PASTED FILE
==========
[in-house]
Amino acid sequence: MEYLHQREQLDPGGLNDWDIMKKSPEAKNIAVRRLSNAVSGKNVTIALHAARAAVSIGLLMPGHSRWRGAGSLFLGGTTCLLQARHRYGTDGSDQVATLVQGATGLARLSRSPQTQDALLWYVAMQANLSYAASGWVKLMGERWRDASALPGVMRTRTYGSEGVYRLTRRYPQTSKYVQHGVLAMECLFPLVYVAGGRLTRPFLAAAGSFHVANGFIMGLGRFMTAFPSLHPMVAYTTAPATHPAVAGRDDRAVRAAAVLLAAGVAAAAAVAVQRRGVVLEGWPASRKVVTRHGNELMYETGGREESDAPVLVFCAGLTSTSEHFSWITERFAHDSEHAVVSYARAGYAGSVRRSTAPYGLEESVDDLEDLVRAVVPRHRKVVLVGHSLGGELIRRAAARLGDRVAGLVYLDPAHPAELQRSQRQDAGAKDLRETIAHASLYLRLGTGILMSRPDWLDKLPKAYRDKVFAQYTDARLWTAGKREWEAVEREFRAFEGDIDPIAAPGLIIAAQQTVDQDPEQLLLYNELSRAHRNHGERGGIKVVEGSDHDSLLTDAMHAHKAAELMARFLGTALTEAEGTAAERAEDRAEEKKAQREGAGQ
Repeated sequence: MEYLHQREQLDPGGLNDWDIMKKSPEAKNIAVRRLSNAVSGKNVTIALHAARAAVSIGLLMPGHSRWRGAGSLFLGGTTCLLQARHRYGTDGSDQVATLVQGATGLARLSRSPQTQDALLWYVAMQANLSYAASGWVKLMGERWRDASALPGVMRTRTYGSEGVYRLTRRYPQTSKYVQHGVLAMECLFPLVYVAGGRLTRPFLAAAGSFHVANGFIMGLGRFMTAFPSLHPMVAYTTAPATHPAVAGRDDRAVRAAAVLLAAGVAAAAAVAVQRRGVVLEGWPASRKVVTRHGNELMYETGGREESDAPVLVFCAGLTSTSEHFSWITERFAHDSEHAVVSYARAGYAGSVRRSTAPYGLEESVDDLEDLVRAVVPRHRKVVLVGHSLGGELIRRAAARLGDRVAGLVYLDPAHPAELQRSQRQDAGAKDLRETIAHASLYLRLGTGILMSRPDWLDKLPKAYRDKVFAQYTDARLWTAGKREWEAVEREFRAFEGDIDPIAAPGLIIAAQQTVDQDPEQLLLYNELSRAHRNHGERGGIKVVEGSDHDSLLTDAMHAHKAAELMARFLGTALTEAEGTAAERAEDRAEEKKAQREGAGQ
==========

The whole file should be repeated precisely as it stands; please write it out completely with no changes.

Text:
[in-house]
Amino acid sequence: MEYLHQREQLDPGGLNDWDIMKKSPEAKNIAVRRLSNAVSGKNVTIALHAARAAVSIGLLMPGHSRWRGAGSLFLGGTTCLLQARHRYGTDGSDQVATLVQGATGLARLSRSPQTQDALLWYVAMQANLSYAASGWVKLMGERWRDASALPGVMRTRTYGSEGVYRLTRRYPQTSKYVQHGVLAMECLFPLVYVAGGRLTRPFLAAAGSFHVANGFIMGLGRFMTAFPSLHPMVAYTTAPATHPAVAGRDDRAVRAAAVLLAAGVAAAAAVAVQRRGVVLEGWPASRKVVTRHGNELMYETGGREESDAPVLVFCAGLTSTSEHFSWITERFAHDSEHAVVSYARAGYAGSVRRSTAPYGLEESVDDLEDLVRAVVPRHRKVVLVGHSLGGELIRRAAARLGDRVAGLVYLDPAHPAELQRSQRQDAGAKDLRETIAHASLYLRLGTGILMSRPDWLDKLPKAYRDKVFAQYTDARLWTAGKREWEAVEREFRAFEGDIDPIAAPGLIIAAQQTVDQDPEQLLLYNELSRAHRNHGERGGIKVVEGSDHDSLLTDAMHAHKAAELMARFLGTALTEAEGTAAERAEDRAEEKKAQREGAGQ
Repeated sequence: MEYLHQREQLDPGGLNDWDIMKKSPEAKNIAVRRLSNAVSGKNVTIALHAARAAVSIGLLMPGHSRWRGAGSLFLGGTTCLLQARHRYGTDGSDQVATLVQGATGLARLSRSPQTQDALLWYVAMQANLSYAASGWVKLMGERWRDASALPGVMRTRTYGSEGVYRLTRRYPQTSKYVQHGVLAMECLFPLVYVAGGRLTRPFLAAAGSFHVANGFIMGLGRFMTAFPSLHPMVAYTTAPATHPAVAGRDDRAVRAAAVLLAAGVAAAAAVAVQRRGVVLEGWPASRKVVTRHGNELMYETGGREESDAPVLVFCAGLTSTSEHFSWITERFAHDSEHAVVSYARAGYAGSVRRSTAPYGLEESVDDLEDLVRAVVPRHRKVVLVGHSLGGELIRRAAARLGDRVAGLVYLDPAHPAELQRSQRQDAGAKDLRETIAHASLYLRLGTGILMSRPDWLDKLPKAYRDKVFAQYTDARLWTAGKREWEAVEREFRAFEGDIDPIAAPGLIIAAQQTVDQDPEQLLLYNELSRAHRNHGERGGIKVVEGSDHDSLLTDAMHAHKAAELMARFLGTALTEAEGTAAERAEDRAEEKKAQREGAGQ